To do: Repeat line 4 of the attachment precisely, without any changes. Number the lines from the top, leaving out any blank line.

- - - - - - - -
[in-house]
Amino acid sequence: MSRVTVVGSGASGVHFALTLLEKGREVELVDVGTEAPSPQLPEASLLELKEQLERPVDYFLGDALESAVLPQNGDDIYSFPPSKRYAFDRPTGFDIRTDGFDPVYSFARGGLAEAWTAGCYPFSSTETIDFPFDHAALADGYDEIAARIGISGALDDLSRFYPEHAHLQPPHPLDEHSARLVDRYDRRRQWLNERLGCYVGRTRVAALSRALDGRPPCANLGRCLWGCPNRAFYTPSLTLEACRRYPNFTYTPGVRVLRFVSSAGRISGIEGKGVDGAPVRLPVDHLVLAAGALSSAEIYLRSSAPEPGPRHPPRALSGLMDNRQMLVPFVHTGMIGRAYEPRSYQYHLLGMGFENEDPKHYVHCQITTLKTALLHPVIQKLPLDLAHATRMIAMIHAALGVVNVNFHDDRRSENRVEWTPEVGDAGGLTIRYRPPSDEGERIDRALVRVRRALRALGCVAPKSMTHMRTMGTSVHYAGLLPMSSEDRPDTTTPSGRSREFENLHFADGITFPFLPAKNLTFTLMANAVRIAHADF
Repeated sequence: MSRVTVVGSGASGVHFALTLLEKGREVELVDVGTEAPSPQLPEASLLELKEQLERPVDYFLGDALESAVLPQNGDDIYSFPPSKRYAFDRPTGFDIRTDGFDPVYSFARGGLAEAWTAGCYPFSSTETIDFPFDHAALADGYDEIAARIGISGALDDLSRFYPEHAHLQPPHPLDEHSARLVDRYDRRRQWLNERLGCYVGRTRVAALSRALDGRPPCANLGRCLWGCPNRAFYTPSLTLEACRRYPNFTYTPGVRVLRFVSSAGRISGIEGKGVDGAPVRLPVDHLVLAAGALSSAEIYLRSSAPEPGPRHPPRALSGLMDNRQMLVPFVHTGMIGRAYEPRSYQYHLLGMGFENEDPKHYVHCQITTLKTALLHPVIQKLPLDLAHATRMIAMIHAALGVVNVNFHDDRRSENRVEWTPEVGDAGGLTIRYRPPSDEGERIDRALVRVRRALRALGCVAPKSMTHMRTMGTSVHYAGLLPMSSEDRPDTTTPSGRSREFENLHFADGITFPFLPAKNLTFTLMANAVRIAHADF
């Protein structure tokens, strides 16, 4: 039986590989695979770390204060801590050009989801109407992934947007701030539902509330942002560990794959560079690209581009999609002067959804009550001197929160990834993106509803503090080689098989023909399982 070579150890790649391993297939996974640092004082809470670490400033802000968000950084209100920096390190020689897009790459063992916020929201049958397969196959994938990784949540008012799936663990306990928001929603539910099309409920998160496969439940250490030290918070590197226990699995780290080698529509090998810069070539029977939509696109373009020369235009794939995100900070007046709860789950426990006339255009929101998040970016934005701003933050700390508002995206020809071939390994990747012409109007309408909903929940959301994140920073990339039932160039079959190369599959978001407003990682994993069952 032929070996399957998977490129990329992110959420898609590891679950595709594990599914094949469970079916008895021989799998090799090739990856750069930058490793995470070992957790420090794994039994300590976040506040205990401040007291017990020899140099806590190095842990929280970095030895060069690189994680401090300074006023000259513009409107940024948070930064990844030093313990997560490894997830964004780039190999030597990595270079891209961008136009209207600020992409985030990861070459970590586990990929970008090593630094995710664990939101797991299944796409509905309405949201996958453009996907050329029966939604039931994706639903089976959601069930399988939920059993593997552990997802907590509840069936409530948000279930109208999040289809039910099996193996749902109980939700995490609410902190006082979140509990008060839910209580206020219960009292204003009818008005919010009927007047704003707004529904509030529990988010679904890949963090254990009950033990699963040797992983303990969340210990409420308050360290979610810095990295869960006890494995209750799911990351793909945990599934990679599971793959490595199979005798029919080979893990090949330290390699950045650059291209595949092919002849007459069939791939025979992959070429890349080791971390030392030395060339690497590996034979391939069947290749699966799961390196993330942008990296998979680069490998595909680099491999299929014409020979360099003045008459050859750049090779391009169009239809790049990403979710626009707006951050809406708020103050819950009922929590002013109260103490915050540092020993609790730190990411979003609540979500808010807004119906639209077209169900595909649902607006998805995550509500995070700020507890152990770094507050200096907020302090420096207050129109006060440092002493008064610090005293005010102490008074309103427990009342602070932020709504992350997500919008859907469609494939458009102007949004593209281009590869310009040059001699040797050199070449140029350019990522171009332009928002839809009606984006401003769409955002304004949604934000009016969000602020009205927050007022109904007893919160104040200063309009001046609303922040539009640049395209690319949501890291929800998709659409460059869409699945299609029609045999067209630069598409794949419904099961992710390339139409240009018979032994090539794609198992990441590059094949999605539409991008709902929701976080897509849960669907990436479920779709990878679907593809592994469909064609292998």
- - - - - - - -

């Protein structure tokens, strides 16, 4: 039986590989695979770390204060801590050009989801109407992934947007701030539902509330942002560990794959560079690209581009999609002067959804009550001197929160990834993106509803503090080689098989023909399982 070579150890790649391993297939996974640092004082809470670490400033802000968000950084209100920096390190020689897009790459063992916020929201049958397969196959994938990784949540008012799936663990306990928001929603539910099309409920998160496969439940250490030290918070590197226990699995780290080698529509090998810069070539029977939509696109373009020369235009794939995100900070007046709860789950426990006339255009929101998040970016934005701003933050700390508002995206020809071939390994990747012409109007309408909903929940959301994140920073990339039932160039079959190369599959978001407003990682994993069952 032929070996399957998977490129990329992110959420898609590891679950595709594990599914094949469970079916008895021989799998090799090739990856750069930058490793995470070992957790420090794994039994300590976040506040205990401040007291017990020899140099806590190095842990929280970095030895060069690189994680401090300074006023000259513009409107940024948070930064990844030093313990997560490894997830964004780039190999030597990595270079891209961008136009209207600020992409985030990861070459970590586990990929970008090593630094995710664990939101797991299944796409509905309405949201996958453009996907050329029966939604039931994706639903089976959601069930399988939920059993593997552990997802907590509840069936409530948000279930109208999040289809039910099996193996749902109980939700995490609410902190006082979140509990008060839910209580206020219960009292204003009818008005919010009927007047704003707004529904509030529990988010679904890949963090254990009950033990699963040797992983303990969340210990409420308050360290979610810095990295869960006890494995209750799911990351793909945990599934990679599971793959490595199979005798029919080979893990090949330290390699950045650059291209595949092919002849007459069939791939025979992959070429890349080791971390030392030395060339690497590996034979391939069947290749699966799961390196993330942008990296998979680069490998595909680099491999299929014409020979360099003045008459050859750049090779391009169009239809790049990403979710626009707006951050809406708020103050819950009922929590002013109260103490915050540092020993609790730190990411979003609540979500808010807004119906639209077209169900595909649902607006998805995550509500995070700020507890152990770094507050200096907020302090420096207050129109006060440092002493008064610090005293005010102490008074309103427990009342602070932020709504992350997500919008859907469609494939458009102007949004593209281009590869310009040059001699040797050199070449140029350019990522171009332009928002839809009606984006401003769409955002304004949604934000009016969000602020009205927050007022109904007893919160104040200063309009001046609303922040539009640049395209690319949501890291929800998709659409460059869409699945299609029609045999067209630069598409794949419904099961992710390339139409240009018979032994090539794609198992990441590059094949999605539409991008709902929701976080897509849960669907990436479920779709990878679907593809592994469909064609292998």